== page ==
You don’t just need your eyes to think of the name of a tool; your hands get involved, too. A new study finds that people are slower to identify a picture of a tool if its handle is pointed toward a hand that is busy squeezing a ball.
Brain imaging studies have shown that when you identify a tool by name, the part of your brain that’s involved in manipulating the tool also turns on. Jessica K. Witt, of Purdue University, heard about some of this research and wanted to know whether it’s possible to slow down the process of coming up with the name by making the hands busy. “We said, ‘shouldn’t there be some behavioral consequences?’” She cowrote the study with David Kemmerer of Purdue, Sally A. Linkenauger of the University of Virginia, and Jody Culham of the University of Western Ontario.
In one experiment, each volunteer sat in front of a computer, squeezing a foam ball in one hand. They watched the screen while pictures appeared; each one showed either a tool or an animal. The participant was then supposed to name the tool or animal. People were generally slower at naming a tool if its handle was oriented toward the occupied hand. (They had no such problem with animals.)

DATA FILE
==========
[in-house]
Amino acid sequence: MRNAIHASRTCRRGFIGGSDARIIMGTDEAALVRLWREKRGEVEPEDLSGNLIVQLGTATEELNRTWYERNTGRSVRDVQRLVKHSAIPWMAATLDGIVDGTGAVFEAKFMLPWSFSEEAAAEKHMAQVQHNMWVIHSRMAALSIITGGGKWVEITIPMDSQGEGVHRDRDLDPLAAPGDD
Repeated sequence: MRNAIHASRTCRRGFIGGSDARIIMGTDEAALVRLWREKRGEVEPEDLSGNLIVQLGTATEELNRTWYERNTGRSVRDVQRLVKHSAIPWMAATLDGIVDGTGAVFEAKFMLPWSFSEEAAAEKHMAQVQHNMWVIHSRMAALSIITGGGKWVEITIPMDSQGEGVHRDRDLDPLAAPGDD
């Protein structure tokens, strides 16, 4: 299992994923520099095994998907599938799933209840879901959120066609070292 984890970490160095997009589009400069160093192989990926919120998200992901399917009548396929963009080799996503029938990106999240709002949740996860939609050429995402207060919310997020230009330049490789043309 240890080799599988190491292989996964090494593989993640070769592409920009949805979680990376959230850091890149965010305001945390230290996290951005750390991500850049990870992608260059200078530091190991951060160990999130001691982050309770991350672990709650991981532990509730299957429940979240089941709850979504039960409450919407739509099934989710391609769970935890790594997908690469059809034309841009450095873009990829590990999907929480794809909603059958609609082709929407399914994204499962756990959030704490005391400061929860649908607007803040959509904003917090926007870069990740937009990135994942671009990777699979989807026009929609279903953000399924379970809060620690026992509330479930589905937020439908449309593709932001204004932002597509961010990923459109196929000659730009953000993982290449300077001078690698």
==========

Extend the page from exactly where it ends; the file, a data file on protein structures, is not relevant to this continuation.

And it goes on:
The results suggest that keeping the hand which was closer to the tool’s handle busy interfered with people’s ability to think about the tool and retrieve its name. The research is published in Psychological Science, a journal of the Association for Psychological Science.
“Most people think of mental processes as being these separate independent processes,” says Witt. You have a part of the brain for semantics, like naming a tool, and then a different part of the brain for action, like configuring your hand so it can reach out and grab the tool. This work and other studies in the relatively new field of embodied cognition suggest that “these things are not so independent, but rather they’re integrated.”